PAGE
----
Reviewed by Peter Behrens
Sunday, October 21, 2007
By Anne Enright
Black Cat. 261 pp. Paperback, $14
There is something livid and much that is stunning about The Gathering, which deservedly won this year's Man Booker Prize. Anger brushes off every page, a species of rage that aches to confront silence and speak truth at last. The book's narrative tone echoes Joan Didion's furious, cool grief, but the richest comparison may be with James Joyce's Dubliners, of which the author, always his own best interlocutor, claimed, "My intention was to write a chapter of the moral history of my country and I chose Dublin for the scene because that city seemed to me the center of paralysis."
Perhaps Anne Enright's novel is the Dubliners of the new millennium, even if she has not quite invented the wheel, stylistically and thematically, as Joyce did in his 1914 story collection. Both books are concerned with life now, though Joyce's now is turn-of-the-19th-century Dublin, whereas Enright's Dublin -- stainless steel Miele dishwashers, Saab 9-3s, small girls being raised on organic sausage and beans -- is pretty much current.
But it does seem clear that Enright's purpose is also to add a chapter to the moral history of her country. The Gathering tells a family story, which may be the best way to attempt such a thing. The story is grounded in the Ireland that invented itself sometime around 1985, when the emigration that had been paring the country down to its bones for 150 years started to slow and, eventually, reverse. More people speak Polish than Irish in the Republic these days, the population is inching up to its pre-famine level, and the girl pulling your pint in the terribly upscale bar at Dalkey has her MBA from the University of Ghent; the Irish have become attractively rich for the first time. Joyce wouldn't know the place.
The past used to weigh heavily on the Irish, perhaps because so little of the present was interesting. But Enright's Dublin is a technologically adept country spellbound by the speed of its own transformation, where citizens older than 40 feel antediluvian and try to conceal it by memorizing the names of important wines or taking golf vacations in South Carolina. These Dubliners are accustomed to urban sprawl, spellbinding real estate prices and self-contained children more familiar with the folkways of Orange County than those of County Mayo. The Republic has become postmodern and post-Catholic overnight, it seems, and the Irish are as confused as anyone by the way we, and they, live now.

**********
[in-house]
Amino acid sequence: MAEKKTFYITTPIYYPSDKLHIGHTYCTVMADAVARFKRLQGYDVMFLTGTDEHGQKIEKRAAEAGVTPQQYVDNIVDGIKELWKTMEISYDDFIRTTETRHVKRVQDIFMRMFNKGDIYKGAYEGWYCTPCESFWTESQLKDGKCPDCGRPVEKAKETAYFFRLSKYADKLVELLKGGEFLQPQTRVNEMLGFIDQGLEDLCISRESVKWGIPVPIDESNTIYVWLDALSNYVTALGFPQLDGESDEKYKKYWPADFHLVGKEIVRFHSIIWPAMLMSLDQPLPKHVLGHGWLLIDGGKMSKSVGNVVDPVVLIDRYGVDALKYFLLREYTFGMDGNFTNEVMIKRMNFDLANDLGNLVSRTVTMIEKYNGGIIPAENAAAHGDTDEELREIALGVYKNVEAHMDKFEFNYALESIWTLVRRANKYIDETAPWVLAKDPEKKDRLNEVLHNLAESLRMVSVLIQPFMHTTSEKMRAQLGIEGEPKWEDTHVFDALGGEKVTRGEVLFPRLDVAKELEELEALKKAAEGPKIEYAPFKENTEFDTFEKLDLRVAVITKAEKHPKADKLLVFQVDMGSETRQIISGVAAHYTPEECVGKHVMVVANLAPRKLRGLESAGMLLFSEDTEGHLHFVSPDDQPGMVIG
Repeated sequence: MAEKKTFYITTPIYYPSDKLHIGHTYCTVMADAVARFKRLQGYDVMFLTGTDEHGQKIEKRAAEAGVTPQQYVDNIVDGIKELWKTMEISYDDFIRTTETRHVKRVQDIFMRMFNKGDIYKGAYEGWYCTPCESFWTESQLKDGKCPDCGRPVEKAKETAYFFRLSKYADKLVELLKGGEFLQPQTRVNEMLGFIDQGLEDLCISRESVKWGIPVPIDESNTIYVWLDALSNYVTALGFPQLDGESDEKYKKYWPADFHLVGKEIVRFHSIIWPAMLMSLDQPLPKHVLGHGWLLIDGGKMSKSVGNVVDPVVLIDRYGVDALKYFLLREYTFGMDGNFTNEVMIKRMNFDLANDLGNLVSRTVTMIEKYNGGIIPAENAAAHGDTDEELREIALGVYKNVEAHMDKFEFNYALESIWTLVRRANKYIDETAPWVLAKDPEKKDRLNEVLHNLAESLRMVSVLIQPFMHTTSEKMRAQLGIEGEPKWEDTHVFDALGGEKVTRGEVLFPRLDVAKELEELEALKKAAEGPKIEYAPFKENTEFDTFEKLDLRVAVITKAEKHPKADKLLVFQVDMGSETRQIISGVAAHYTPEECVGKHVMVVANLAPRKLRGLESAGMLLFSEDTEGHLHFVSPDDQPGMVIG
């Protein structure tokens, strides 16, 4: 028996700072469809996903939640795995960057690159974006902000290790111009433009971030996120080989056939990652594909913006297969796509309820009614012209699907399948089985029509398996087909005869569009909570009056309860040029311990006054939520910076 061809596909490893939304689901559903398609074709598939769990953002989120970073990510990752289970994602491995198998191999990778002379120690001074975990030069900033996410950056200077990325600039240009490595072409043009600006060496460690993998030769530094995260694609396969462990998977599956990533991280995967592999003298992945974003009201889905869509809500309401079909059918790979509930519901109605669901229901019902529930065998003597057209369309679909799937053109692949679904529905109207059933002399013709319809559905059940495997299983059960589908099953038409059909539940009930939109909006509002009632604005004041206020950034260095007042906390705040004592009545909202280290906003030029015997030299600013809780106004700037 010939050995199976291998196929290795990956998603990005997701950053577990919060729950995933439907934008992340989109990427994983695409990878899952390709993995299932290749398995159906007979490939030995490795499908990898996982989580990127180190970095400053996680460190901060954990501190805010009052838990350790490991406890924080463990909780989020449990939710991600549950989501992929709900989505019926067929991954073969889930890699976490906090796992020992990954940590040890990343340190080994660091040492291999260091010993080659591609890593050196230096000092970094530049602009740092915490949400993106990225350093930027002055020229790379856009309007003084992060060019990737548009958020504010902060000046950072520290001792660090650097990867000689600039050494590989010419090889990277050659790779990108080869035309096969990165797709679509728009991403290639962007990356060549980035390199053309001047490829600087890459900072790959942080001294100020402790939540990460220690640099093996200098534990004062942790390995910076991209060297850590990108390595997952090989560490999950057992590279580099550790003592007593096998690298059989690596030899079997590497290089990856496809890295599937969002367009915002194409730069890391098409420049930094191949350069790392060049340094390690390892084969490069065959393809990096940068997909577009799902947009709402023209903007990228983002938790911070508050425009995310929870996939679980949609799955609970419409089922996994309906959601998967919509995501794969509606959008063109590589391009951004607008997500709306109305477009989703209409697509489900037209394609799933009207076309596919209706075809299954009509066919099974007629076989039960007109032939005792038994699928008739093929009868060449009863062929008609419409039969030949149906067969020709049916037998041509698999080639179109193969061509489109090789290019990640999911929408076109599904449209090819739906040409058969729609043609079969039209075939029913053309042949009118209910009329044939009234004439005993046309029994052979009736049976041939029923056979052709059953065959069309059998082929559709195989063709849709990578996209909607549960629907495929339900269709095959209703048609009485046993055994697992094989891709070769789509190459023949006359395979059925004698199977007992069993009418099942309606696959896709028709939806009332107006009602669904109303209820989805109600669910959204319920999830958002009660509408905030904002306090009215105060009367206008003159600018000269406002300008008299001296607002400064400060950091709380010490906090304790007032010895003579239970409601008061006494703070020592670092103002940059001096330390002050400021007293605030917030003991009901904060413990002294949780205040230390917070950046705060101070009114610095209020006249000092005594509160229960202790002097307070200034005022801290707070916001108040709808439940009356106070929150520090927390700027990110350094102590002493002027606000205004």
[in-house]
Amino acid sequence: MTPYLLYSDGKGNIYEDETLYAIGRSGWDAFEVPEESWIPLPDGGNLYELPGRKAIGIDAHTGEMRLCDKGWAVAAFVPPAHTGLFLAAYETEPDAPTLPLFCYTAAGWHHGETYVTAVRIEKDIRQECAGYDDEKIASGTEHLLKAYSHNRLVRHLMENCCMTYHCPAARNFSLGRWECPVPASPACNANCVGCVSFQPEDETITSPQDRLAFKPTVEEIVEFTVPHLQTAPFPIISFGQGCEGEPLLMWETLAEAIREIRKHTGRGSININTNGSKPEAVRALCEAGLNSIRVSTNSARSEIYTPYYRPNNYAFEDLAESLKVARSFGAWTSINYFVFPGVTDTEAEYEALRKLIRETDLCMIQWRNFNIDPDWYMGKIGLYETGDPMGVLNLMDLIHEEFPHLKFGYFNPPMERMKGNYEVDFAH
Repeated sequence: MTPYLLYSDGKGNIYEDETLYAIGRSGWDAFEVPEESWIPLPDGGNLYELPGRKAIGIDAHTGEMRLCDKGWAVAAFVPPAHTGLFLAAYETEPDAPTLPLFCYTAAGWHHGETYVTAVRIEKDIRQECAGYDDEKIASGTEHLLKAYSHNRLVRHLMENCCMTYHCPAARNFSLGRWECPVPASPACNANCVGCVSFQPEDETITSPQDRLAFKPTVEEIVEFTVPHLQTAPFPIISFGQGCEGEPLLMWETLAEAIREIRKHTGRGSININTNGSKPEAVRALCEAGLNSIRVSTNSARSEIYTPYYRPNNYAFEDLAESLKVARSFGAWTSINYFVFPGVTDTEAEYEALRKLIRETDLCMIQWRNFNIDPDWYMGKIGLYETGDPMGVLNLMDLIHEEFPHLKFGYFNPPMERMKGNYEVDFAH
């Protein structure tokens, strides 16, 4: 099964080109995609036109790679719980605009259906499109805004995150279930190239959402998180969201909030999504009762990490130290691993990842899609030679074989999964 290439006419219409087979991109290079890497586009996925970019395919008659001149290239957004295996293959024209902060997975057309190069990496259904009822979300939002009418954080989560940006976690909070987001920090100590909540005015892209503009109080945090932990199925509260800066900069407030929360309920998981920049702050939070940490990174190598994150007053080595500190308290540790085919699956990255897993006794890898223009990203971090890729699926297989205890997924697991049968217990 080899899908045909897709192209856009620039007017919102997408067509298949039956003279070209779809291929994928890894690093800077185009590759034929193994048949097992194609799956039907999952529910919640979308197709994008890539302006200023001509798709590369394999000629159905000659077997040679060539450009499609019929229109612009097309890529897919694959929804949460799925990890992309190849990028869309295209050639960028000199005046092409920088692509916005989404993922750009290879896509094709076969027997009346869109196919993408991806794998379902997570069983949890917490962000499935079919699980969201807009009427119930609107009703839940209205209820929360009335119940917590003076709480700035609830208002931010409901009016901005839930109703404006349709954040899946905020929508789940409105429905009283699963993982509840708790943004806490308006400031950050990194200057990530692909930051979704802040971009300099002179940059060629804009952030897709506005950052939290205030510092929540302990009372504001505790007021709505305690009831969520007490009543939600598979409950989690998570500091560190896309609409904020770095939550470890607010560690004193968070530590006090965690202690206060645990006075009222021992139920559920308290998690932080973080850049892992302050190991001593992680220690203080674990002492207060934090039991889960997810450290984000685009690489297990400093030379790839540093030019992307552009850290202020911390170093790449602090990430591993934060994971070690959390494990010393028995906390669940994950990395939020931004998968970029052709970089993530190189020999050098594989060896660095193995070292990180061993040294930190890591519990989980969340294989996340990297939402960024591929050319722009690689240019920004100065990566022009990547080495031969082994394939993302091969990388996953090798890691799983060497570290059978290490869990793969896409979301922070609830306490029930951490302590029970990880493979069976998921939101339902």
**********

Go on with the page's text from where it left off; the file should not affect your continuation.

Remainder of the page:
The Gathering is a novel about memory: who did what to whom, who remembers the facts clearly and who doesn't. (Hardly anyone does, even the narrator.) Enright explores the tragedy of a brother's suicide by sorting through events that occurred, or did not, in a terraced house in the north Dublin suburb of Broadstone 'round about 1968. Or maybe it was in the garage; memory, Enright signals, is a painful, tricky thing.
Enright's Hegartys were once 12 brothers and sisters. The survivors are now in various stages of middle age. Her story builds around the recent death of an annoying, beloved brother, Liam, who has drowned by walking out into the sea at Brighton. Narrated by Liam's nearest-in-age sister, Veronica, who remembers persons and events that shaped her brother's unsatisfactory life, the novel is grounded in the weeks following Liam's death. And here there are certainly conscious echoes of earlier Irish fictions, where coffins, wakes and funeral masses figure so prominently. But Veronica's edginess keeps moving powerfully back to memories of the childhood and adolescence shared with Liam and all those others. She tries to unreel that fierce Irish silence that, with cups of strong tea, used to get everyone through, often at considerable psychological cost.
Everything that happens and does not happen here feels painfully and awkwardly true, even the notes of redemption. Enright seems to know the bone structure of the Irish family during its turbulent silence of the 1960s and '70s, when elders were still treated with fearful deference and children were less important than they are now, perhaps because there were so many of them and the houses were so tiny.
One last literary comparison suggests itself. Enright's Veronica -- Saab and all -- keeps banging into her Irish life, digging for a memory that will explain the inexplicable. In Alice Munro's brilliant, always surprising stories, provincial women, likewise raised to value silence, hold up stubborn candles and speak of matters not previously awarded language. In their own distractingly noisy way, the Irish have always been quite as silent as Munro's reserved Canadians, but now, it seems, is the time for talk. *
Peter Behrens is the author of "The Law of Dreams."